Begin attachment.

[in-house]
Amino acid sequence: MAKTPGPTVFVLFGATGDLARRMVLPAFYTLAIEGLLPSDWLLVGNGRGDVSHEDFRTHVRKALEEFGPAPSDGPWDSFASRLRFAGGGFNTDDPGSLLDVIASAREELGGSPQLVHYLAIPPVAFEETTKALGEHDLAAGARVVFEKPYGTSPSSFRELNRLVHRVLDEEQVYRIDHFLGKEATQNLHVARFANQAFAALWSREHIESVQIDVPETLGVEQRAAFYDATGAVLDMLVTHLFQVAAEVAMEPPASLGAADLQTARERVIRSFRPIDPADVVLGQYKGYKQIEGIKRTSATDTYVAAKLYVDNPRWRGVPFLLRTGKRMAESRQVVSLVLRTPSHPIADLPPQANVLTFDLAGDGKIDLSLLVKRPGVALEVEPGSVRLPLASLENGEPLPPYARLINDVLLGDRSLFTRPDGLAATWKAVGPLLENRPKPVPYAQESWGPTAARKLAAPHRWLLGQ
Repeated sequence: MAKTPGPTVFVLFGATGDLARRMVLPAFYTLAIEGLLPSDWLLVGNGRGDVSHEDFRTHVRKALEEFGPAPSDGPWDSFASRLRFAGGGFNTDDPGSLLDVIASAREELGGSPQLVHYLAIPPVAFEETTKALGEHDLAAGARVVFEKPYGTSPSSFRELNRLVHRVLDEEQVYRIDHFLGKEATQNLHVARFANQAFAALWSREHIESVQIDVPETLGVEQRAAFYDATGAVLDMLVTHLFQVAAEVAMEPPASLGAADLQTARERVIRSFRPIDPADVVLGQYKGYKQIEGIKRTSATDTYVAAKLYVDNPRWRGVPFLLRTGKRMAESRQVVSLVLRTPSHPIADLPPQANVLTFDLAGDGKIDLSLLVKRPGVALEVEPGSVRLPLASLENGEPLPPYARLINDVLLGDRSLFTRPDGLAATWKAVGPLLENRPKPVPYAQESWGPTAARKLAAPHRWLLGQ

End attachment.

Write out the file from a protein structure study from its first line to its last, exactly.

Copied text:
[in-house]
Amino acid sequence: MAKTPGPTVFVLFGATGDLARRMVLPAFYTLAIEGLLPSDWLLVGNGRGDVSHEDFRTHVRKALEEFGPAPSDGPWDSFASRLRFAGGGFNTDDPGSLLDVIASAREELGGSPQLVHYLAIPPVAFEETTKALGEHDLAAGARVVFEKPYGTSPSSFRELNRLVHRVLDEEQVYRIDHFLGKEATQNLHVARFANQAFAALWSREHIESVQIDVPETLGVEQRAAFYDATGAVLDMLVTHLFQVAAEVAMEPPASLGAADLQTARERVIRSFRPIDPADVVLGQYKGYKQIEGIKRTSATDTYVAAKLYVDNPRWRGVPFLLRTGKRMAESRQVVSLVLRTPSHPIADLPPQANVLTFDLAGDGKIDLSLLVKRPGVALEVEPGSVRLPLASLENGEPLPPYARLINDVLLGDRSLFTRPDGLAATWKAVGPLLENRPKPVPYAQESWGPTAARKLAAPHRWLLGQ
Repeated sequence: MAKTPGPTVFVLFGATGDLARRMVLPAFYTLAIEGLLPSDWLLVGNGRGDVSHEDFRTHVRKALEEFGPAPSDGPWDSFASRLRFAGGGFNTDDPGSLLDVIASAREELGGSPQLVHYLAIPPVAFEETTKALGEHDLAAGARVVFEKPYGTSPSSFRELNRLVHRVLDEEQVYRIDHFLGKEATQNLHVARFANQAFAALWSREHIESVQIDVPETLGVEQRAAFYDATGAVLDMLVTHLFQVAAEVAMEPPASLGAADLQTARERVIRSFRPIDPADVVLGQYKGYKQIEGIKRTSATDTYVAAKLYVDNPRWRGVPFLLRTGKRMAESRQVVSLVLRTPSHPIADLPPQANVLTFDLAGDGKIDLSLLVKRPGVALEVEPGSVRLPLASLENGEPLPPYARLINDVLLGDRSLFTRPDGLAATWKAVGPLLENRPKPVPYAQESWGPTAARKLAAPHRWLLGQ